Emptiness

Cold and Dry.  The autumn air deepens into winter’s bite at night ~ below freezing temps in the high desert of Central Oregon.  Time moves on:  autumn, just arrived, already merging into winter. In the moving, stillness.  The dryness of this day, in this place, is crisp, cold, unyielding.  Waiting.

I find myself depleted, emptied of purpose, watching, listening. Waiting.  Dry.  My skin is dry, my body craving water, moisture. Even my spiritual center feels dry, crisp, like an autumn leaf that crumples when you fold it in your hands, bits drifting down into the earth.  Compost.

I imagine walking barefoot on the thick, wet carpet of a rain forest  (avoiding slugs) under drips of rain from bright green mossy branches, or diving in to the wild waves of a cold, salty ocean (not that I would really…being the cold wimp that I am, it is more a romantic notion than a practical one, no matter how thick my bathrobe may be).  I crave the idea of moisture, of wet, of wild water, of a fertile flow that might feed some new step, some new force of creativity.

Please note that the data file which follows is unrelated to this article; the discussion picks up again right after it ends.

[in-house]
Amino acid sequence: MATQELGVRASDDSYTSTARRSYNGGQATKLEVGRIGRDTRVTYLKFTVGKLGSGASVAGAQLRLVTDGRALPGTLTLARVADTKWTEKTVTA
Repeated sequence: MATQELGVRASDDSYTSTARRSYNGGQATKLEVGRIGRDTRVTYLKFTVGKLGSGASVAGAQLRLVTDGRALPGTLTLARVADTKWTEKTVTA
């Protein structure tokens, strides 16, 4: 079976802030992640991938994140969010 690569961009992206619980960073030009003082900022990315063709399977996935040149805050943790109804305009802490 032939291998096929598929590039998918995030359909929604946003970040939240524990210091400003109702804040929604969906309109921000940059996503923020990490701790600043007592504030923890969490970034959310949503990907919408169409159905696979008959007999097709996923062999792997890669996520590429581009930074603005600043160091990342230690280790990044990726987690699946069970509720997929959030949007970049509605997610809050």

Dry spells are normal, I suppose. This emptiness, this nothing…. creative types know it well.  Writers block that comes after a period of prolific writing, blank canvas that stares back at a painter as if nothing could ever fill it, architects or web designers who lose, momentarily, that creative flow that builds something out of nothing.

And if it happens in creative endeavors, why wouldn’t it also be a natural part of spirituality?  Spirituality is nothing, if not creative (in fact, when creativity is separated from spirituality, there can be no true inspiration, but that is a thread for another day).